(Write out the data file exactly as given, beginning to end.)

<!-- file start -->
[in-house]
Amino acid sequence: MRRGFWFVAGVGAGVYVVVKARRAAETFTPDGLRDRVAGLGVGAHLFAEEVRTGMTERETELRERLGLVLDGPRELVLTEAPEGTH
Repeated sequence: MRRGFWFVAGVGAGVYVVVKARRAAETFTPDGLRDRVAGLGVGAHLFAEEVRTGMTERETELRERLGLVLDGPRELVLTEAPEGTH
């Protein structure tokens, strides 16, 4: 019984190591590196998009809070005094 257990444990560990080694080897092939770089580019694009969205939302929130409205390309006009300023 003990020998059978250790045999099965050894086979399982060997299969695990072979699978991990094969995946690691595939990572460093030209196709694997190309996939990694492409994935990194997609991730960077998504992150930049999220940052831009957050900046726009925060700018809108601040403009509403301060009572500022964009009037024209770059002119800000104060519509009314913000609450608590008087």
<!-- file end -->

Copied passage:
[in-house]
Amino acid sequence: MRRGFWFVAGVGAGVYVVVKARRAAETFTPDGLRDRVAGLGVGAHLFAEEVRTGMTERETELRERLGLVLDGPRELVLTEAPEGTH
Repeated sequence: MRRGFWFVAGVGAGVYVVVKARRAAETFTPDGLRDRVAGLGVGAHLFAEEVRTGMTERETELRERLGLVLDGPRELVLTEAPEGTH
């Protein structure tokens, strides 16, 4: 019984190591590196998009809070005094 257990444990560990080694080897092939770089580019694009969205939302929130409205390309006009300023 003990020998059978250790045999099965050894086979399982060997299969695990072979699978991990094969995946690691595939990572460093030209196709694997190309996939990694492409994935990194997609991730960077998504992150930049999220940052831009957050900046726009925060700018809108601040403009509403301060009572500022964009009037024209770059002119800000104060519509009314913000609450608590008087």